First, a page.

Matthew Green had a great post on the topic how do you know a random number generator is working. Gee, I just look at the sequence and see if it LOOKS random. Probably not the best idea. Actually people often found pattersn where there aren't any.
Reminds me of a the following apocryphal story which would have to have taken place before everyone had a computer: A teacher assigns the class a HW assignment to flip a coin 600 times and record H's and T's. He warns them that if they just try to come up with a random sequence without flipping he will know. Sure enough, a few of them had sequences with NO runs of 6 or more H's or T's. He knows they are faked. One of the students fessed up that yes, he just wrote down H's and T's in a way that looked random. But another student claims that he DID flip the coins, but when he saw a sequence of 6 H's in a row he changed it since he THOUGHT the teacher would spot it and THINK it wasn't random.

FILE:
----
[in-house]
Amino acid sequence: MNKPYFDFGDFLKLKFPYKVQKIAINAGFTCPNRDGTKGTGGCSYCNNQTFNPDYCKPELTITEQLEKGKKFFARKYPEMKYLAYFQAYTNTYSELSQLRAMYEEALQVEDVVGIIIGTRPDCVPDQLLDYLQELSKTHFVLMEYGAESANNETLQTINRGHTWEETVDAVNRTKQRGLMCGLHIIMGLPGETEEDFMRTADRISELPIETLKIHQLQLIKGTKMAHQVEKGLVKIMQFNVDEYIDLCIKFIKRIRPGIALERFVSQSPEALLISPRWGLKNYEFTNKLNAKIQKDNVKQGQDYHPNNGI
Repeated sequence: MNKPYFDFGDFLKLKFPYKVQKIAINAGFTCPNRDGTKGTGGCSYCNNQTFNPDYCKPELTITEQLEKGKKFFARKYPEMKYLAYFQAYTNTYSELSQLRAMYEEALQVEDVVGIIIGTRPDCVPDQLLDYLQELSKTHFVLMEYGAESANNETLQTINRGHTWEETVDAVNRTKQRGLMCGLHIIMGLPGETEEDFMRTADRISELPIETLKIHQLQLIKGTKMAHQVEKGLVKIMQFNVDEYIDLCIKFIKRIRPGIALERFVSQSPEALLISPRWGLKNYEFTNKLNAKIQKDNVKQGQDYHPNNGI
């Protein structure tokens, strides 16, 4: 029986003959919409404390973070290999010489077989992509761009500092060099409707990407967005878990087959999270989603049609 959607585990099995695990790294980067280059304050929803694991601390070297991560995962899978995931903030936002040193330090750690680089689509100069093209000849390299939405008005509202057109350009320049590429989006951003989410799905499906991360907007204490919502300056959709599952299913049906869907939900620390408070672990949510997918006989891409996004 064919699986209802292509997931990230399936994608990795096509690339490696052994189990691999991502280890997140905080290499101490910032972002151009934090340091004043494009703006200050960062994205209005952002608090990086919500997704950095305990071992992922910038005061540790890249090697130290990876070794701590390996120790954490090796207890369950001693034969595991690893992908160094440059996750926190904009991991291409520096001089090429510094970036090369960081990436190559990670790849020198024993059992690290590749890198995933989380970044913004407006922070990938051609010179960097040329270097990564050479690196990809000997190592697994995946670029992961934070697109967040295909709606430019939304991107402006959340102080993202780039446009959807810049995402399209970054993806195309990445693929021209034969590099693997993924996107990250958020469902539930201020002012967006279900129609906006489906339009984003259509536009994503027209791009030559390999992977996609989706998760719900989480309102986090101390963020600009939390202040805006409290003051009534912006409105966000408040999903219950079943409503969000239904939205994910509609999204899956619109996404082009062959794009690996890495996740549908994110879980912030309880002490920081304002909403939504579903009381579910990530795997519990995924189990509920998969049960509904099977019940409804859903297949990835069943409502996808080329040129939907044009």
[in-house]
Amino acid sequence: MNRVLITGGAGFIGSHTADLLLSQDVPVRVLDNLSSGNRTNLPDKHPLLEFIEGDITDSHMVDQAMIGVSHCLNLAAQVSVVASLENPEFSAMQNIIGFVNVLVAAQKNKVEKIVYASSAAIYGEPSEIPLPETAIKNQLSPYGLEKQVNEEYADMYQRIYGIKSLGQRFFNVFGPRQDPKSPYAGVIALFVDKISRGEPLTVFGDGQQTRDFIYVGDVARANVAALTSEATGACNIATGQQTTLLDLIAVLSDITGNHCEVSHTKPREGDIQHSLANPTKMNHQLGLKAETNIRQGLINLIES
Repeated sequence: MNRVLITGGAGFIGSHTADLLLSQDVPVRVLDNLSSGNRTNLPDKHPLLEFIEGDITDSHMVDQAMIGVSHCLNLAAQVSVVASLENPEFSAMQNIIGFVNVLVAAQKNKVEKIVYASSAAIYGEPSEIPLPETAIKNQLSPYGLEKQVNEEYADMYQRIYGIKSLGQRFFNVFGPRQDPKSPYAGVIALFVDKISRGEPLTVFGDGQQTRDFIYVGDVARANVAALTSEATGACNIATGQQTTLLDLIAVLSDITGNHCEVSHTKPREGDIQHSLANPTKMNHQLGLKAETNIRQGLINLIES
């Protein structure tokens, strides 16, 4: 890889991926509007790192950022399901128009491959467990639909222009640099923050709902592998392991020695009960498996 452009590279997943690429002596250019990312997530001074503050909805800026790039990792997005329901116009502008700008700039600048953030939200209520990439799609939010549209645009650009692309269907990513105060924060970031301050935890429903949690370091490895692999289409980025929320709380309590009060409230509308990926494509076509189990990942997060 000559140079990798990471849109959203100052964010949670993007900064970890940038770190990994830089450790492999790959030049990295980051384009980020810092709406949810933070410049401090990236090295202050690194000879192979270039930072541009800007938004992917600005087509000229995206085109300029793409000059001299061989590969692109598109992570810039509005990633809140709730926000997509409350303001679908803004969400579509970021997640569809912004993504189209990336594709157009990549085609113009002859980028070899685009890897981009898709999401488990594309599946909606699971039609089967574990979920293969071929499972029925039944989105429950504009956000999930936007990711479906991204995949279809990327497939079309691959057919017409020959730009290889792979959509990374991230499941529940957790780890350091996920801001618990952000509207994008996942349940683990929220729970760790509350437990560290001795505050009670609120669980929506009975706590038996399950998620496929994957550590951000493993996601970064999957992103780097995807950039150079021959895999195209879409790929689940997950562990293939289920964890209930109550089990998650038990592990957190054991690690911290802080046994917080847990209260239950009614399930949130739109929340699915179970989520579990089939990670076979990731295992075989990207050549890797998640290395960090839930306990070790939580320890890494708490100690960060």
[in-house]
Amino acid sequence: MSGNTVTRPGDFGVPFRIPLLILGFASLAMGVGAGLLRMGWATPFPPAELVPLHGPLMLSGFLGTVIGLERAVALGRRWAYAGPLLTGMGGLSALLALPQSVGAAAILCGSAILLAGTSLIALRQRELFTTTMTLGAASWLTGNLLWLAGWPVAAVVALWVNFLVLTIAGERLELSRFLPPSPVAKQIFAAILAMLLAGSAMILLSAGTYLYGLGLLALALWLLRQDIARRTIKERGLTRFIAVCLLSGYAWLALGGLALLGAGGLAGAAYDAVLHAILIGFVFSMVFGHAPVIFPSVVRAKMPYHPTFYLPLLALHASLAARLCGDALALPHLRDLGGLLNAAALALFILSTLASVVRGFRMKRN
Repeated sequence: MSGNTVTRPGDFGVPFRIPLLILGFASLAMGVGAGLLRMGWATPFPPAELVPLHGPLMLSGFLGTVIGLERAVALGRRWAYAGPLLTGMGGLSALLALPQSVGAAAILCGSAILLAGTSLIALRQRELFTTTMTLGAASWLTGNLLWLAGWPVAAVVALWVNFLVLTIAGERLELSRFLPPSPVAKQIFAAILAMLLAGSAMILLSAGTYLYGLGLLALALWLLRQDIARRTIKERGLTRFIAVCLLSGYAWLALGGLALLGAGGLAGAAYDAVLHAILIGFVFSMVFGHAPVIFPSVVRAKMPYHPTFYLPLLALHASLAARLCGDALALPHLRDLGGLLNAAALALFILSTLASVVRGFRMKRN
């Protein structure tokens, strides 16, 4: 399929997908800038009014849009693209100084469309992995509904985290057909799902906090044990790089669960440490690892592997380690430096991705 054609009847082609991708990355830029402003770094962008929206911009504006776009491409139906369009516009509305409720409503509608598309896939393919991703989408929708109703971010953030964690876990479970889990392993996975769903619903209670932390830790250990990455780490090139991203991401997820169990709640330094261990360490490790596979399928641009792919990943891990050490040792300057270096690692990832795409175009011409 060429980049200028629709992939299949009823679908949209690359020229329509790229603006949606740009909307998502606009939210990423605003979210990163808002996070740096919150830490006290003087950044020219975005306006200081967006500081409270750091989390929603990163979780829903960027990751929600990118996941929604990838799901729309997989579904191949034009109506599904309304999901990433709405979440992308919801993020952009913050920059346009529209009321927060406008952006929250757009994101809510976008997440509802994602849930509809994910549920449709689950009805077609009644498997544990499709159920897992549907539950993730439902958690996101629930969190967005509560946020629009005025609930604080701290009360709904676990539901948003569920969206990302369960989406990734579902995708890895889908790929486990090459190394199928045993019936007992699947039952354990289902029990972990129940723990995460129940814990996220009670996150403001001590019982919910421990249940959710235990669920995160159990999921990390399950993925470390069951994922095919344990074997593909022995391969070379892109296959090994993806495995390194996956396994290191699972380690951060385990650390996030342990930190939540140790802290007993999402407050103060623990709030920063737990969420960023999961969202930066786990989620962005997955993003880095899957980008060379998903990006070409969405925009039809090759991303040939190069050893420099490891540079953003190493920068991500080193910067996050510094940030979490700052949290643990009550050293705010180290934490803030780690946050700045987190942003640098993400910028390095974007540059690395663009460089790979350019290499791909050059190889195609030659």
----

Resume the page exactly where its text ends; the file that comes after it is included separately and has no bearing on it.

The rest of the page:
Is randomness a free resource? Papers in Complexity Theory strive to find good RNG's while papers in Crypto claim they already exist. Who is right?
Faulty RNG's are surely a problem for crypto protocols. But are they a problem for randomized algorithms? People really do use randomized algorithms to test primes. What other algorithms do people in the real world routinely use randomness for? (Not counting crypto protocols).Is it ever a problem?
I believe there are stories where a faulty RNG led to a crypto system being broken.
Are there stories where a faulty RNG led to a randomized algorithm being wrong?